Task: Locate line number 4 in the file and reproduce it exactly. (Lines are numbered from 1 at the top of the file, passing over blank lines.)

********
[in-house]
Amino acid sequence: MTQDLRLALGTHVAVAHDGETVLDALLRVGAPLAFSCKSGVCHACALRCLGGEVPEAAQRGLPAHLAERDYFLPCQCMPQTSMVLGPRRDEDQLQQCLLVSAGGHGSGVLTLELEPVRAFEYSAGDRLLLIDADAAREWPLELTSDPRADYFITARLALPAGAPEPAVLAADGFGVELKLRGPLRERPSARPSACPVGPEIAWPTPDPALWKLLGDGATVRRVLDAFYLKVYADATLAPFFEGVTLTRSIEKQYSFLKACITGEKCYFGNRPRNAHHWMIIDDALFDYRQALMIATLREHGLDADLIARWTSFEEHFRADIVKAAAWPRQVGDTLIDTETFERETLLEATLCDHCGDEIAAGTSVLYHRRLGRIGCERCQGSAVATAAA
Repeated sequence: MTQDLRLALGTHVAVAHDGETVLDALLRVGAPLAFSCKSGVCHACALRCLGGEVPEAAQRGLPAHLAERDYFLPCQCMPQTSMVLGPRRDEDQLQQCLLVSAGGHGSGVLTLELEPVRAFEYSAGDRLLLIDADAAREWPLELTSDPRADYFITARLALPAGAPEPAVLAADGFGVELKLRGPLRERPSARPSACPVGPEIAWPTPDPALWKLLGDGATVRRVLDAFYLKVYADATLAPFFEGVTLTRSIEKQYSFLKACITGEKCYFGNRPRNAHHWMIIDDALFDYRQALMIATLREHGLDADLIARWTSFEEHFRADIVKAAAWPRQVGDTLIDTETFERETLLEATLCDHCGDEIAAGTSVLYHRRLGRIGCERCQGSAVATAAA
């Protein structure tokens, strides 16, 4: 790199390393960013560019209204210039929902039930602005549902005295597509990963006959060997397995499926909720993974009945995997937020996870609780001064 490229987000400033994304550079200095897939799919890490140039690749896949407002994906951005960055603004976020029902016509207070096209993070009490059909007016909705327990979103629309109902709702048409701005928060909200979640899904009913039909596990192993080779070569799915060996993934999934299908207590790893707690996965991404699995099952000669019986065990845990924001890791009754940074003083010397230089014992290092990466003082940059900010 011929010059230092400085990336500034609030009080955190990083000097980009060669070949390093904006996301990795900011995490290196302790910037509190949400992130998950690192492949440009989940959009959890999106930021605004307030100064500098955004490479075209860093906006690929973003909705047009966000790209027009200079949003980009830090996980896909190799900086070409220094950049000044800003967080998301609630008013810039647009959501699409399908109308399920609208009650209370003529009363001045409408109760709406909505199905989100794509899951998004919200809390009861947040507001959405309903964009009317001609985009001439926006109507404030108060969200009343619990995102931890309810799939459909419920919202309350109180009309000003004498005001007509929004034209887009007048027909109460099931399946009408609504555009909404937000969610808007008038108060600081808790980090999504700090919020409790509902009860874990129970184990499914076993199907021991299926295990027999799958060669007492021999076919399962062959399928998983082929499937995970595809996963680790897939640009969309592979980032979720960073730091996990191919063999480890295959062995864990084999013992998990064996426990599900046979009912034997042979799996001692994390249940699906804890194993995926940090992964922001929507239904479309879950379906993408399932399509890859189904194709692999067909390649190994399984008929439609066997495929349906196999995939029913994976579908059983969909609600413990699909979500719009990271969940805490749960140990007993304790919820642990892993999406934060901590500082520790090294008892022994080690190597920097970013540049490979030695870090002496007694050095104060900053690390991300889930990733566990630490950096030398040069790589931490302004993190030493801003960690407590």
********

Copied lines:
């Protein structure tokens, strides 16, 4: 790199390393960013560019209204210039929902039930602005549902005295597509990963006959060997397995499926909720993974009945995997937020996870609780001064 490229987000400033994304550079200095897939799919890490140039690749896949407002994906951005960055603004976020029902016509207070096209993070009490059909007016909705327990979103629309109902709702048409701005928060909200979640899904009913039909596990192993080779070569799915060996993934999934299908207590790893707690996965991404699995099952000669019986065990845990924001890791009754940074003083010397230089014992290092990466003082940059900010 011929010059230092400085990336500034609030009080955190990083000097980009060669070949390093904006996301990795900011995490290196302790910037509190949400992130998950690192492949440009989940959009959890999106930021605004307030100064500098955004490479075209860093906006690929973003909705047009966000790209027009200079949003980009830090996980896909190799900086070409220094950049000044800003967080998301609630008013810039647009959501699409399908109308399920609208009650209370003529009363001045409408109760709406909505199905989100794509899951998004919200809390009861947040507001959405309903964009009317001609985009001439926006109507404030108060969200009343619990995102931890309810799939459909419920919202309350109180009309000003004498005001007509929004034209887009007048027909109460099931399946009408609504555009909404937000969610808007008038108060600081808790980090999504700090919020409790509902009860874990129970184990499914076993199907021991299926295990027999799958060669007492021999076919399962062959399928998983082929499937995970595809996963680790897939640009969309592979980032979720960073730091996990191919063999480890295959062995864990084999013992998990064996426990599900046979009912034997042979799996001692994390249940699906804890194993995926940090992964922001929507239904479309879950379906993408399932399509890859189904194709692999067909390649190994399984008929439609066997495929349906196999995939029913994976579908059983969909609600413990699909979500719009990271969940805490749960140990007993304790919820642990892993999406934060901590500082520790090294008892022994080690190597920097970013540049490979030695870090002496007694050095104060900053690390991300889930990733566990630490950096030398040069790589931490302004993190030493801003960690407590």